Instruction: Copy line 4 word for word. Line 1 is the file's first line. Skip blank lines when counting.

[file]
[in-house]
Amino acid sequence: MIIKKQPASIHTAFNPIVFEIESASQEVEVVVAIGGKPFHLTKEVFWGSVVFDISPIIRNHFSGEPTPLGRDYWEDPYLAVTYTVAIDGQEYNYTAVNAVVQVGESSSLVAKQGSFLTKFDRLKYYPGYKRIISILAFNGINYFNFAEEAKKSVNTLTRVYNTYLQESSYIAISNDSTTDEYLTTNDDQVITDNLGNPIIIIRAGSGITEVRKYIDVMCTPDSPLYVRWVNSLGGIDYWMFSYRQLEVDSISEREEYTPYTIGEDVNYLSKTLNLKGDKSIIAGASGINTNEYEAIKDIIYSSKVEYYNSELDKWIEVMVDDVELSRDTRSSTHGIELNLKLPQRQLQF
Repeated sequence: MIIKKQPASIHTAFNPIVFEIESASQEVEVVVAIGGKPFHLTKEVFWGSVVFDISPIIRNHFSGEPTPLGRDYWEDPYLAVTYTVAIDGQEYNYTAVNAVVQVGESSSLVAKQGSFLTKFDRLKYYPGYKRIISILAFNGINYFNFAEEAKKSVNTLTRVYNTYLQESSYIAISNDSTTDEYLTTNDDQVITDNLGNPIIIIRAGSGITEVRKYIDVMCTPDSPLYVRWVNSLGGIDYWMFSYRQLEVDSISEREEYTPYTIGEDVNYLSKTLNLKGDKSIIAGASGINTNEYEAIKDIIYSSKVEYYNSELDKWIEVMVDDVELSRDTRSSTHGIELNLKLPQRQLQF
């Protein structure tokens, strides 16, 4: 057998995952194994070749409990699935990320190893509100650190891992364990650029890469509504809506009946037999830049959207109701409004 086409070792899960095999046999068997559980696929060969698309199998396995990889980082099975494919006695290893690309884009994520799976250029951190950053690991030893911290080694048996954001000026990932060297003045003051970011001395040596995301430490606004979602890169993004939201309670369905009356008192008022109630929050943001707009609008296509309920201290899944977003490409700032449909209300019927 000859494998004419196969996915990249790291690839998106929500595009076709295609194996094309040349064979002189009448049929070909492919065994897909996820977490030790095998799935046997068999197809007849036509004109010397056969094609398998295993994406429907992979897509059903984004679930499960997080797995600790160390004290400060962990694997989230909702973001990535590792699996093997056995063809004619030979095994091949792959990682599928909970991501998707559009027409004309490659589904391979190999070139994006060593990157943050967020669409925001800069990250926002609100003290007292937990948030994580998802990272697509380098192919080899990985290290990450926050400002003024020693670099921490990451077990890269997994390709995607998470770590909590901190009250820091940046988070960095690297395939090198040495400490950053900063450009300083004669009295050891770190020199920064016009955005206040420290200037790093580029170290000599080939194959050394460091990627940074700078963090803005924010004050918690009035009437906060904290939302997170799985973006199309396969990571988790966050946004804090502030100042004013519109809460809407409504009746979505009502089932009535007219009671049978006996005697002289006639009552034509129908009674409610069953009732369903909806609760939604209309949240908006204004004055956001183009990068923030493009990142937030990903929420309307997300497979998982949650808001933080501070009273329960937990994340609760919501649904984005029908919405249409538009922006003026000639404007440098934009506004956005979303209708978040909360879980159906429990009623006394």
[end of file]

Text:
């Protein structure tokens, strides 16, 4: 057998995952194994070749409990699935990320190893509100650190891992364990650029890469509504809506009946037999830049959207109701409004 086409070792899960095999046999068997559980696929060969698309199998396995990889980082099975494919006695290893690309884009994520799976250029951190950053690991030893911290080694048996954001000026990932060297003045003051970011001395040596995301430490606004979602890169993004939201309670369905009356008192008022109630929050943001707009609008296509309920201290899944977003490409700032449909209300019927 000859494998004419196969996915990249790291690839998106929500595009076709295609194996094309040349064979002189009448049929070909492919065994897909996820977490030790095998799935046997068999197809007849036509004109010397056969094609398998295993994406429907992979897509059903984004679930499960997080797995600790160390004290400060962990694997989230909702973001990535590792699996093997056995063809004619030979095994091949792959990682599928909970991501998707559009027409004309490659589904391979190999070139994006060593990157943050967020669409925001800069990250926002609100003290007292937990948030994580998802990272697509380098192919080899990985290290990450926050400002003024020693670099921490990451077990890269997994390709995607998470770590909590901190009250820091940046988070960095690297395939090198040495400490950053900063450009300083004669009295050891770190020199920064016009955005206040420290200037790093580029170290000599080939194959050394460091990627940074700078963090803005924010004050918690009035009437906060904290939302997170799985973006199309396969990571988790966050946004804090502030100042004013519109809460809407409504009746979505009502089932009535007219009671049978006996005697002289006639009552034509129908009674409610069953009732369903909806609760939604209309949240908006204004004055956001183009990068923030493009990142937030990903929420309307997300497979998982949650808001933080501070009273329960937990994340609760919501649904984005029908919405249409538009922006003026000639404007440098934009506004956005979303209708978040909360879980159906429990009623006394």